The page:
So for example, because of bank's practices of redlining mortgage loans and HOA covenants, whites were able to buy housing stock in "good neighborhoods" while People of Color were restricted from doing so. This created intergenerational wealth transfer and access to better schools for whites. Could this be worth at least $500,000 to today's Berkeley student? You could be a little playful with it...

You might want to have approximately 8-10 white-privilege call outs be well-researched, because someone will try and research what you're saying and disprove it. The book by Katznelson "When Affirmative Action Was White" comes to mind as a potential resource. The Tim Wise video that Tracy Davis mentions could also be a good starting point.


From Dr. Penny Pasque, University of Oklahoma

....Thanks for sharing the information. I watched the videos of Tim Wise & Kimberle Crenshaw – great info that I share in my Diversity and Higher Education course…. But this way, students can hear it from someone other than me. 

Another thing I share is that, for example – say 4000 people apply but there are only 1000 spots. First, all who do not meet qualifications are not accepted. Then, for example, there are 1500 applicants left (for only 1000 spots)…. How do you decide who gets in and who does not? Legacy, Comm Service, Affirmative Action, rural & urban experiences, Leadership contributions, etc – it’s up to the committee to decide (not thru points anymore) but through examination of each individual student where the admissions counselors have to decide who would be the best fit for the institution. So – everyone who is let in deserves to be there. Not everyone can be accepted. AND – research used in the US Supreme Court Case that was quite compelling to the judges was (Gurin, Hurtado, Dey, & Gurin, 2002, Harvard Ed Review) that diversity DOES matter on campus. They also parcel out Structural Diversity, Classroom Diversity & Interactional Diversity… ALL is important to students on campus now, and 10 years after graduation. All three are needed (i.e. not just simply structural diversity).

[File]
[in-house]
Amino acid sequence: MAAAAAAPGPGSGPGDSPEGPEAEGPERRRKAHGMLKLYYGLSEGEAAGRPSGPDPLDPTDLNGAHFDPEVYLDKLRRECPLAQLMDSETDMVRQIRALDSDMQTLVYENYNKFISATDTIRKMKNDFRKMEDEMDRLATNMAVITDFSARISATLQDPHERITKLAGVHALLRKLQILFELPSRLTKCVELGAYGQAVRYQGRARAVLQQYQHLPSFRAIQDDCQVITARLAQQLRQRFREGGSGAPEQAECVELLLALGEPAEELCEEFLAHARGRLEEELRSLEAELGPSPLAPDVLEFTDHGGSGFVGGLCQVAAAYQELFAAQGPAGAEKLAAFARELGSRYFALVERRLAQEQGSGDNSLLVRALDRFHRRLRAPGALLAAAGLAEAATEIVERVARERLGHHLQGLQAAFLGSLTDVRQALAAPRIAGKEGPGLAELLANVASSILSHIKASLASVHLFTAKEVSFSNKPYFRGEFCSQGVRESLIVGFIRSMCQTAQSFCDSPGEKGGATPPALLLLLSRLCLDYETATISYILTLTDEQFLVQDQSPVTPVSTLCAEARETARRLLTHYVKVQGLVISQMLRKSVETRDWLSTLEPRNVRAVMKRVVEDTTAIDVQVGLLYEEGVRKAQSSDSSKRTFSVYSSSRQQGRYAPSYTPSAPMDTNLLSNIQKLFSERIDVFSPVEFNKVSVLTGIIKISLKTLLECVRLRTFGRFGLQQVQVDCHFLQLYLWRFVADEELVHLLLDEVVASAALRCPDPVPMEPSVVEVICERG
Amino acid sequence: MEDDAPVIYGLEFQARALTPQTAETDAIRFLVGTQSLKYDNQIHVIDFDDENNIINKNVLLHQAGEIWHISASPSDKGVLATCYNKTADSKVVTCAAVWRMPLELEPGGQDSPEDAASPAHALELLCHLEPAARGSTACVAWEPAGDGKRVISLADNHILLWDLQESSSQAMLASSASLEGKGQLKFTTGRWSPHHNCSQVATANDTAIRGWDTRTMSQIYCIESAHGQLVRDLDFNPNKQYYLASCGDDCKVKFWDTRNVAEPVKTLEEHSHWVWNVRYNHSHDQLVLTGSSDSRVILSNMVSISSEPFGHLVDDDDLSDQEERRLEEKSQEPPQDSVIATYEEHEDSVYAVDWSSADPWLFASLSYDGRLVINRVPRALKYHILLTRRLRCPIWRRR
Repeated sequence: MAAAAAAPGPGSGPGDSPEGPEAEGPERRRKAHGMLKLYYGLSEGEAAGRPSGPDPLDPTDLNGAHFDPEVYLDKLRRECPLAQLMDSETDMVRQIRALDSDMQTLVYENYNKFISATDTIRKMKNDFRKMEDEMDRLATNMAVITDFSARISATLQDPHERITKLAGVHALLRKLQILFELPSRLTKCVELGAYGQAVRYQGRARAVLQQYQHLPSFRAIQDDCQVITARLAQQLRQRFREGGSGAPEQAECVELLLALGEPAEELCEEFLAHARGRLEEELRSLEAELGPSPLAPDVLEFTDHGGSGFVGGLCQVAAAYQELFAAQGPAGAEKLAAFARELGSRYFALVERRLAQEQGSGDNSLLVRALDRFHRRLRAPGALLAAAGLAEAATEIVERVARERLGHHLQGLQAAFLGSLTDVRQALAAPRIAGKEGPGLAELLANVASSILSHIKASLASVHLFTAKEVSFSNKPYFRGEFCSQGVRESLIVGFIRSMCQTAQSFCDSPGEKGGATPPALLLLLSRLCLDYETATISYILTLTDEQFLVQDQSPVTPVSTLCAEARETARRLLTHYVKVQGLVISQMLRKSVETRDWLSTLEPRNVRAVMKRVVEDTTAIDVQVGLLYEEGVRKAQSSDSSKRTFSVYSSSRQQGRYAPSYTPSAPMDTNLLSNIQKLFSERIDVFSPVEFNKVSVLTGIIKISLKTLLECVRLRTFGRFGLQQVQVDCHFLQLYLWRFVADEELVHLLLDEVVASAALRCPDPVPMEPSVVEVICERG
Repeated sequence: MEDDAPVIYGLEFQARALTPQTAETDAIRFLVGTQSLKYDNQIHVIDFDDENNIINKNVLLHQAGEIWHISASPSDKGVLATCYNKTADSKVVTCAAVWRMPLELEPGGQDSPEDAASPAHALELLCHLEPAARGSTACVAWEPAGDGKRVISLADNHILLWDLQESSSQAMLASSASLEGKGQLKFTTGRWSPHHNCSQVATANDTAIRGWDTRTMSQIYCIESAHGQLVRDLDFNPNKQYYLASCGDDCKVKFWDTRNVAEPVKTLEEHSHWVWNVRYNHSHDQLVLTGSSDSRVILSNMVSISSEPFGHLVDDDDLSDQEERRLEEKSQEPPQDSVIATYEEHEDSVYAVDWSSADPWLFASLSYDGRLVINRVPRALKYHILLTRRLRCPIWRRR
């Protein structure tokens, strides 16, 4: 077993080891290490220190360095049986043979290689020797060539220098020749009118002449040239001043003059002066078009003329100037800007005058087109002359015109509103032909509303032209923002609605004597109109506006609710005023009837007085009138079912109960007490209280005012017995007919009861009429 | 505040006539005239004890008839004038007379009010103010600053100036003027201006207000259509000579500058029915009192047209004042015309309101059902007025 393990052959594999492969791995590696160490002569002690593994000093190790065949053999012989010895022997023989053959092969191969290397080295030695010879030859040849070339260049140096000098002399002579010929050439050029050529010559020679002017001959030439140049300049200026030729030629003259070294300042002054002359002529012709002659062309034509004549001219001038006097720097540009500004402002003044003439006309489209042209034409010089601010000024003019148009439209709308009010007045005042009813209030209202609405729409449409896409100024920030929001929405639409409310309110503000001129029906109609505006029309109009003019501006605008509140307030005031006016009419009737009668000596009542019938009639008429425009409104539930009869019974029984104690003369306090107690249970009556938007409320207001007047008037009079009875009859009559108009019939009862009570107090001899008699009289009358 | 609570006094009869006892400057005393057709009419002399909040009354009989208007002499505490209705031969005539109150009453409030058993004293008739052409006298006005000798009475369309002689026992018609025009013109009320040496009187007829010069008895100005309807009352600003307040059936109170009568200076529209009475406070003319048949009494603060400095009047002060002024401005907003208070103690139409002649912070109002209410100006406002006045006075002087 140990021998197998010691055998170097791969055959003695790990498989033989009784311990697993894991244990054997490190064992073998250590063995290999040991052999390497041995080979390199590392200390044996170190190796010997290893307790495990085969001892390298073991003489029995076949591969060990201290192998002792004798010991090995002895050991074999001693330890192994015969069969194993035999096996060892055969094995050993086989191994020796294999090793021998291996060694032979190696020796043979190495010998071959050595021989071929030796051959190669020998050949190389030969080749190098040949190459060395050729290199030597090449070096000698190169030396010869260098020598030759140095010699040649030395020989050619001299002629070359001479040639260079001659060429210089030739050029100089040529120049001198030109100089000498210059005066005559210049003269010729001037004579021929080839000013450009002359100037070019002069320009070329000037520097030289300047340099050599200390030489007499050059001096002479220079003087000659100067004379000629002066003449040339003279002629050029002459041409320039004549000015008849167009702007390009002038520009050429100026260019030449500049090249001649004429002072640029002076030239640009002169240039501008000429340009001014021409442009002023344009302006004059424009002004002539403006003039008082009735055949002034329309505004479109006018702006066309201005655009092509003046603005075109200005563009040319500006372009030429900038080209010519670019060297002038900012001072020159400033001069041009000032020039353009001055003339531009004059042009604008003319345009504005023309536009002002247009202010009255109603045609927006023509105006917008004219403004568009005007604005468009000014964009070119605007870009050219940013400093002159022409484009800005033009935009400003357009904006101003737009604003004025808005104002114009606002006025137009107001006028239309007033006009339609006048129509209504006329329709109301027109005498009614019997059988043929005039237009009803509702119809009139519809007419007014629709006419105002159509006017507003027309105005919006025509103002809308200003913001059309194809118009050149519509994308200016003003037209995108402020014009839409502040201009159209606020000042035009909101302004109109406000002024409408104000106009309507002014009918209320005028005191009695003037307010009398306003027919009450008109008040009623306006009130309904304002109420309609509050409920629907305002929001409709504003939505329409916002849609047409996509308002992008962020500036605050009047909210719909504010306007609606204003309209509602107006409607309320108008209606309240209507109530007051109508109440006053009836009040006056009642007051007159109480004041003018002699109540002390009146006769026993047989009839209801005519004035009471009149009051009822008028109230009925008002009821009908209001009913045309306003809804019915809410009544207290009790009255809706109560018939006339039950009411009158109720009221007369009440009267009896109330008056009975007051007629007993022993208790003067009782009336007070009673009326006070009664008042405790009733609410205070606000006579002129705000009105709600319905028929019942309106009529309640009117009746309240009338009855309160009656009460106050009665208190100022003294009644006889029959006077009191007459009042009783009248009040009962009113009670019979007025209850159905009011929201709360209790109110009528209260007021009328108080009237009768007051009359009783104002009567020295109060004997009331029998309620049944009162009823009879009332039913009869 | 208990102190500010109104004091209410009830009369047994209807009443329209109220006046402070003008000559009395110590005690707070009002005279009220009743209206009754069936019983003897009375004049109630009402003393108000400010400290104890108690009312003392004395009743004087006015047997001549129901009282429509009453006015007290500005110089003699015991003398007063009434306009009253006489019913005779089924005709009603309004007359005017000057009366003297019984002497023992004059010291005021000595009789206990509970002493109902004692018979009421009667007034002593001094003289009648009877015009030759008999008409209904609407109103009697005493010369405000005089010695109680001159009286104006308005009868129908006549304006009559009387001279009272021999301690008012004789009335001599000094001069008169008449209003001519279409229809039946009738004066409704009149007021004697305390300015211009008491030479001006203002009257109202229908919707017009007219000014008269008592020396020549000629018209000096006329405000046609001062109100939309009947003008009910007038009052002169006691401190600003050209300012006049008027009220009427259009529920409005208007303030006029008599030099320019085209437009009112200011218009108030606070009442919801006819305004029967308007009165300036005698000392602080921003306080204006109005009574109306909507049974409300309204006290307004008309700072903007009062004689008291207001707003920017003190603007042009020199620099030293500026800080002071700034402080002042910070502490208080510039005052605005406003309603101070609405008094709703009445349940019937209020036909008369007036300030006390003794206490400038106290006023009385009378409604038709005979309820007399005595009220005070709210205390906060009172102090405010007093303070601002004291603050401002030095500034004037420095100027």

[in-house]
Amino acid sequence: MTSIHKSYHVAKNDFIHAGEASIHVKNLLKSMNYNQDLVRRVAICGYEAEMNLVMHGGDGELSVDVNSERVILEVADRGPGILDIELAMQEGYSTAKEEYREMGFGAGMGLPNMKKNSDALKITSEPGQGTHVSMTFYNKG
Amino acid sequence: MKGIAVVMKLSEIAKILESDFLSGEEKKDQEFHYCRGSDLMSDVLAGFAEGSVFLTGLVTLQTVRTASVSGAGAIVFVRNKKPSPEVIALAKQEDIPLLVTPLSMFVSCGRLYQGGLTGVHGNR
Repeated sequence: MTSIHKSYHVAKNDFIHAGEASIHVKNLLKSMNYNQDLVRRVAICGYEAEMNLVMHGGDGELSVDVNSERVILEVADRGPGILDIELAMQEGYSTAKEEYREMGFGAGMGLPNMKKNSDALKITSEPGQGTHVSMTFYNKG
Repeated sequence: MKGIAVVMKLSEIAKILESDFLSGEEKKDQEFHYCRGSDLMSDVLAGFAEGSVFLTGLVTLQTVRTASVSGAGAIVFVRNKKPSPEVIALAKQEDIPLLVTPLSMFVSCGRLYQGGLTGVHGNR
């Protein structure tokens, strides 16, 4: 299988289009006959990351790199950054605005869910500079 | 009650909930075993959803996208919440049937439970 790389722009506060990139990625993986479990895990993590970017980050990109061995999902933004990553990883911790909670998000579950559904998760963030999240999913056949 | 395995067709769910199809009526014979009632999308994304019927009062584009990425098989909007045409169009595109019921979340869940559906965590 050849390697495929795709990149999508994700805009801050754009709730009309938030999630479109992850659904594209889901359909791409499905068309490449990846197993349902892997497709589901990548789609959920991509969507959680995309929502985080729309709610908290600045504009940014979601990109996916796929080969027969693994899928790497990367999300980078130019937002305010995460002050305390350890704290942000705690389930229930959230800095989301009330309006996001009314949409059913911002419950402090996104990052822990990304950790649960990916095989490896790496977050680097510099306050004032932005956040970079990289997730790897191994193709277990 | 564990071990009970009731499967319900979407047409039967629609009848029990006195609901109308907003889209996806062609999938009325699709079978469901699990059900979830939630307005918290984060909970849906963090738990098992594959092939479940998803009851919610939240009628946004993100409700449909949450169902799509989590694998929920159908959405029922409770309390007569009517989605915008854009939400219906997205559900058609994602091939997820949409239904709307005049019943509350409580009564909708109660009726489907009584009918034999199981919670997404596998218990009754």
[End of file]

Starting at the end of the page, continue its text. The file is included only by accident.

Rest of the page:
Update from 23 February 2012:

...Also, I do a ‘cross the line’ exercise with the students. First, I give the definition for affirmative action WITHOUT using the words and students are to “cross the line” and go to the “yes, I support this statement” side or “no, I do not support this statement” side of the line. Then we discuss. My next question is “I support affirmative action”. I am always AMAZED at the students who switch sides based on my using the words “affirmative action”… then we unpack from there. 

From Tim Miller, George Washington University

At GW we had this event last year and it was interesting to say the least.  My primary focus is supporting the safety and welfare of our students.  Secondly, my goal was to provide an opportunity for all sides to be equally represented.  Since the one student group had appropriately booked the space for their event the space was theirs to use.  I then spoke with both "sides" of the debate and identified a location adjacent to the bake sale for the other voices to be heard.  They were allowed to engage in a discussion with the event hosts so long as they did not block others from participating.  It was a testy and challenging day but all voices were able to be heard.  Here is the article covering the event.

Page updated 20130123 cja

Back to the top